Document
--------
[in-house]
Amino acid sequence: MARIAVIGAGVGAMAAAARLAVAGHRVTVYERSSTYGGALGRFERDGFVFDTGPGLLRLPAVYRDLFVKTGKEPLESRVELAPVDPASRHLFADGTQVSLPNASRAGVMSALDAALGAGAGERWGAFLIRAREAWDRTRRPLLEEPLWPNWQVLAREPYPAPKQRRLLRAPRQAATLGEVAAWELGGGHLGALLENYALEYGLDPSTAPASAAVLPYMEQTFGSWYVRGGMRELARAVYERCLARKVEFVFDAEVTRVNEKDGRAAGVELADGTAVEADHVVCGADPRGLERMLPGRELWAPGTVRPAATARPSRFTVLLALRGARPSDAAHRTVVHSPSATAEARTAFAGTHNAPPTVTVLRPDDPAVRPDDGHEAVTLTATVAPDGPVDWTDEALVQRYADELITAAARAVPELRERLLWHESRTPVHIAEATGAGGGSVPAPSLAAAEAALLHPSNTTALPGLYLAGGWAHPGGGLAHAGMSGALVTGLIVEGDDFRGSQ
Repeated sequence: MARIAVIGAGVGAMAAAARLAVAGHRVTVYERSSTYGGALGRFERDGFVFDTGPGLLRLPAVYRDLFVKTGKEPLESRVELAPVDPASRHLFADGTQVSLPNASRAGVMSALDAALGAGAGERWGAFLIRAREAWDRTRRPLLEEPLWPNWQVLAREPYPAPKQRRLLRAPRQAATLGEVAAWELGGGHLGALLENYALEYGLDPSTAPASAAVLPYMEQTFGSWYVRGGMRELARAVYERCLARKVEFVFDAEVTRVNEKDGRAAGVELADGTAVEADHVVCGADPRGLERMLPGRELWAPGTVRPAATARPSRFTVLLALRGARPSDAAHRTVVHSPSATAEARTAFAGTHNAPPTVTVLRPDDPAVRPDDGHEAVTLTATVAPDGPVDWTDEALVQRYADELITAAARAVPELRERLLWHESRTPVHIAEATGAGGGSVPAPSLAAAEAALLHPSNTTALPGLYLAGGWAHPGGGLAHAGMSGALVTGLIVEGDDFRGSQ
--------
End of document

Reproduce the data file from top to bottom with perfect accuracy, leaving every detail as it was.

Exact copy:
[in-house]
Amino acid sequence: MARIAVIGAGVGAMAAAARLAVAGHRVTVYERSSTYGGALGRFERDGFVFDTGPGLLRLPAVYRDLFVKTGKEPLESRVELAPVDPASRHLFADGTQVSLPNASRAGVMSALDAALGAGAGERWGAFLIRAREAWDRTRRPLLEEPLWPNWQVLAREPYPAPKQRRLLRAPRQAATLGEVAAWELGGGHLGALLENYALEYGLDPSTAPASAAVLPYMEQTFGSWYVRGGMRELARAVYERCLARKVEFVFDAEVTRVNEKDGRAAGVELADGTAVEADHVVCGADPRGLERMLPGRELWAPGTVRPAATARPSRFTVLLALRGARPSDAAHRTVVHSPSATAEARTAFAGTHNAPPTVTVLRPDDPAVRPDDGHEAVTLTATVAPDGPVDWTDEALVQRYADELITAAARAVPELRERLLWHESRTPVHIAEATGAGGGSVPAPSLAAAEAALLHPSNTTALPGLYLAGGWAHPGGGLAHAGMSGALVTGLIVEGDDFRGSQ
Repeated sequence: MARIAVIGAGVGAMAAAARLAVAGHRVTVYERSSTYGGALGRFERDGFVFDTGPGLLRLPAVYRDLFVKTGKEPLESRVELAPVDPASRHLFADGTQVSLPNASRAGVMSALDAALGAGAGERWGAFLIRAREAWDRTRRPLLEEPLWPNWQVLAREPYPAPKQRRLLRAPRQAATLGEVAAWELGGGHLGALLENYALEYGLDPSTAPASAAVLPYMEQTFGSWYVRGGMRELARAVYERCLARKVEFVFDAEVTRVNEKDGRAAGVELADGTAVEADHVVCGADPRGLERMLPGRELWAPGTVRPAATARPSRFTVLLALRGARPSDAAHRTVVHSPSATAEARTAFAGTHNAPPTVTVLRPDDPAVRPDDGHEAVTLTATVAPDGPVDWTDEALVQRYADELITAAARAVPELRERLLWHESRTPVHIAEATGAGGGSVPAPSLAAAEAALLHPSNTTALPGLYLAGGWAHPGGGLAHAGMSGALVTGLIVEGDDFRGSQ